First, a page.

Hong Kong Travel Guide



Things to know before you go:

  • The best time to visit Hong Kong in terms of weather is October – March when the precipitation and temperature is the lowest (still warm; around 19°C). The summertime (June – September) in Hong Kong gets extremely hot and humid!
  • English is widely spoken, so there is no need to worry about communication. However, Hong Kongers’ main language is Cantonese, not Mandarin. (While you could still get by with Mandarin, I would advise to speak Cantonese if you speak both!)
  • Hong Kong’s signature red taxis do not take credit cards. At times, the drivers may not speak much English (but they are super helpful – they once used their translator app to say they are sorry they took a wrong road!) so be prepared with a map of where you want to go. Ubers are also easily available!
  • Subways are a convenient way to get around. You can get a one-time ticket by selecting the destination you’d like to go, or an Octopus card if you plan on taking the subway for a few days during your visit.












  • The Upper House: Discreet luxury, excellent hospitality. Read about my 5-star stay at The Upper House HERE. (average rate: $550+) 








  • The Fleming: Located in the vibrant Wan Chai district, the Fleming is an urban boutique hotel designed in a timeless style inspired by Hong Kong’s iconic cross-harbour ferries. (average rate: $230+)








  • TUVE: Located in Causeway Bay, TUVE Hotel is a chic hotel with minimalist design, beautiful marble details and Le Labo amenities. (average rate: $168+) 











  • Mott 32: Possibly the trendiest dim-sum spot in Hong Kong, Mott 32 was named after the first ever Chinese convenience store in New York. All around a wonderful dining experience. I recommend the smoked black cod and their cocktails! (Their famous suckling pig must be preordered one day in advance)





  • John Anthony: A sister (or brother, I should say) restaurant of Mott 32, John Anthony serves Cantonese grill & dim sum with beautiful interior design. I’d love to return and try out more dim sum dishes and some cocktails as well!





  • Mak’s Noodle: For more of a local experience, head to Mak’s Noodle for a quick and easy meal. So yum!




















  • Tokyolima: Cool hangout spot for Peruvian inspired Japanese food and fun vibes.






  • Potato Head: Delicious Indonesian food, with a good wine selection. Tends to get quite loud on weekends with the brunch crowds.



















  • Yardbird: Modern Japanese Yakitori spot, serving all different parts of chicken you could imagine (achilles, knee, heart, liver, tail to name a few). Long cues are expected but you can eat while cueing which is what we did.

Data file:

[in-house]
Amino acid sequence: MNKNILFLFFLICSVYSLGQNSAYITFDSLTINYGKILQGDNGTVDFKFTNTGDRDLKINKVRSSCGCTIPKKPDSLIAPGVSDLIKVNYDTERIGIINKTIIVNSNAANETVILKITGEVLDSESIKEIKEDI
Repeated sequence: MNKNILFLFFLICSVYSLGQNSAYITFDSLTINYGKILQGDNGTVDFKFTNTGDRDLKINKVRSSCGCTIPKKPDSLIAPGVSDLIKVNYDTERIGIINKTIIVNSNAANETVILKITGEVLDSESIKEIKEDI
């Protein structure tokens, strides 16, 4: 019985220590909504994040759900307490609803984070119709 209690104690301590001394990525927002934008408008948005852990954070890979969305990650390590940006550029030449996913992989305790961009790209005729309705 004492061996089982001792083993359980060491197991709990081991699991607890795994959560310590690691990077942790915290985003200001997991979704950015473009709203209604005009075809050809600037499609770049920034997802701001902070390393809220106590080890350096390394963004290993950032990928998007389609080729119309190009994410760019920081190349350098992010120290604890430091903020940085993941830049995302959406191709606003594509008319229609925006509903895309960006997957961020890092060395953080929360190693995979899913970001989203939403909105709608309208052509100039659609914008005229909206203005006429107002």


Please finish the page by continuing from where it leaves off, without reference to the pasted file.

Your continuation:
• Yum Cha: Named after a Cantonese tradition of brunch with tea, Yum Cha is a spot for a fun dim sum experience.





  • Din Tai Fung: Michelin-awarded dim sum restaurant originating from Taiwan. Try their xiao long bao (soup dumplings).















  • Winstons Coffee: My absolute favorite coffee spot in Hong Kong. Their latte is one of the best I’ve had.







  • NOC: My other favorite cafe in HK. Multiple locations in the city, with some serving brunch dishes like avocado toast (which I have yet to try!)






  • The Cupping Room: Speaking of avocado toasts, this one was by far one of my faves!



















  • Omotesando Koffee: Good place in Wan Chai for a coffee fix.






  • Bakehouse: Local bakery with breads, pastries, and brunch menu. Come prepared for a long cue during weekends!






  • Tiger Sugar: There are plenty of bubble tea shops you will find in Hong Kong, but this is by far my favorite!






  • Supabowl: Perfect for those hot humid days in HK.






  • Cocktails! Hong Kong is known for its amazing nightlife, particularly the cocktail scene – some of my favorite bars include: Dr. Fern’s Gin Parlour, The Old Man, Please Don’t Tell, I Know John, J. Boroski, Foxglove, Quinary…







  • Victoria Peak: Whether you are a first-timer to Hong Kong or not, this is definitely a MUST!!!! I recommend visiting during both day and night, to see the city’s two sides. Reserve your tickets online for the peak tram to avoid waiting.


  • Ferry ride to HK Island: As Hong Kong is known for its skyscrapers, this ferry ride is a great way to view the beautiful landscape of the Hong Kong Island..





  • SoHo / Central: Perhaps the most busiest and bustling area of all, SoHo / Central is the place to be for restaurants and bars in Hong Kong..




  • Lan Kwai Fong: A lively neighborhood filled with bars and clubs.


  • Wan Chai: One of the city’s oldest areas, Wan Chai is a charming area perfect for a leisurely stroll.. Some favorite shops of mine include: Monocle Shop, Le Labo, and many many local noodle shops worth experiencing.





  • Causeway Bay: On the more east side of Hong Kong Island is Causeway Bay – packed with malls and restaurants. Head over to experience the bustling atmosphere of Hong Kong. I recommend visiting the Fashion Walk Mall.





  • Choi Hung Estate Basketball Court: the insta-famous basketball court is about 30+ minutes outside Hong Kong island, but is definitely worth a visit. Take a cab or the bus which conveniently takes you near the spot. Let’s not forget that this is a residential area and try to respect others.











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